WASHINGTON, D.C., U.S. — Industry groups recognized risk management tools to address dairy price fluctuations, crop insurance emphasis and stronger organic programs as positives of the U.S. Senate’s version of the 2018 farm bill, which passed by a vote of 86 to 11 on June 28. More on the bill may be found here.
“Today marks an important day for farm country,” said Senator Pat Roberts of Kansas, chairman of the U.S. Senate Agriculture Committee. “We are one step closer to providing farmers and ranchers a farm bill with the certainty and predictability they deserve.”
Senator Debbie Stabenow of Michigan, ranking member of the committee, added, “The 2018 Senate farm bill proves that bipartisanship is a tried-and-true approach to getting things done.”
The Senate farm bill and the Agriculture and Nutrition Act of 2018, which passed in the House of Representatives on June 21 by a vote of 213 to 211, differ in their approaches to the Supplemental Nutrition Assistance Program (SNAP). The House version contains stricter work requirements for people to qualify for SNAP than the current farm bill does. The Senate farm bill does not include such work requirements. The deadline for a new farm bill is Sept. 30.
The International Dairy Foods Association, Washington, recognized the Senate farm bill for its risk management tools that would allow dairy processors and producers to address price fluctuations and for extending the Dairy Forward Pricing Program to 2023. The IDFA also said the bill would improve the safety net for dairy farmers and add a new milk incentive program within SNAP.
“Managing price risk and increasing consumption are the dairy industry’s key priorities, and we’re pleased that the Senate and House will enter conference considerations with agreement on these key provisions,” said Michael Dykes, DVM, president and chief executive officer of the IDFA.
The IDFA said a new Milk Donation Program in the Senate bill would allow dairy processors and producers to team with charitable organizations to donate milk and reduce food waste. The bill also would enhance the Margin Protection Program, a voluntary safety net for dairy farmers.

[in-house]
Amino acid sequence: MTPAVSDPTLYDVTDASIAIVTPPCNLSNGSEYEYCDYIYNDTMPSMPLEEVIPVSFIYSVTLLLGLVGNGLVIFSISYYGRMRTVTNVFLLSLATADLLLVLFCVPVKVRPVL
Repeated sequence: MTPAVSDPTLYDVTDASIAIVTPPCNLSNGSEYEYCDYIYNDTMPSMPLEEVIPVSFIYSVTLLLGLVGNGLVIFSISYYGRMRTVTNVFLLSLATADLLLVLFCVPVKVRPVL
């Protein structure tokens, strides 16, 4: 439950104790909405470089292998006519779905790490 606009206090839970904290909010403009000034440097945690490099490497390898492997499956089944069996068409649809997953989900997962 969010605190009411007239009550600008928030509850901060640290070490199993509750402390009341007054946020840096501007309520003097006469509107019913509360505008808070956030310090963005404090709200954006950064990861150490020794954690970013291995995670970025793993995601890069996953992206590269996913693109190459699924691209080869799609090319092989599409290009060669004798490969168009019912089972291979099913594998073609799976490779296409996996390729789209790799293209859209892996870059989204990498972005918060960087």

The National Association of Wheat Growers, Washington, believes the final farm bill should be strong on crop insurance, said Jimmie Musick, president of the association.
“Crop insurance is a unique risk management tool available for farmers and ranchers,” Musick said. “NAWG continues to advocate for a strong crop insurance program and continued choice between ARC (agricultural risk coverage) and PLC (price loss coverage) in the final version of the bill.”
He added NAWG supports farm bill provisions that provide financial incentives for farmers to adopt conservation practices. NAWG welcomes reauthorization of both the Conservation Stewardship Program (CSP) and the Environmental Quality Incentives Program (EQIP).
“NAWG is pleased that the legislation reauthorizes and funds the Market Access Program and Foreign Market Development Program and will continue to advocate for increased resources for both,” Musick said. “Additionally, we continue to support and encourage a strong research title and appreciate that the Senate bill authorizes increased funding for the Wheat and Barley Scab Initiative.”
The Organic Trade Association, Washington, listed its top priorities in the Senate bill: tools and funding for the improved oversight of trade to ensure the integrity of organic throughout the global supply chain; an increase in the funding for the Organic Research and Extensive Initiative to $50 million per year from $20 million; funding for the organic certification cost-share program that helps to incentivize small and beginning farmers to transition to organic; and full funding for the Organic Data Initiative, which is the U.S. Department of Agriculture’s organic data collection program that provides market and production information for the organic industry.
“Unlike most issues swirling in the nation’s capital, organic garners bipartisan support that has been vital in advancing our priorities in the farm bill,” said Laura Batcha, CEO of the Organic Trade Association. “We’ve seen congressional support for organic grow steadily in the past several years.”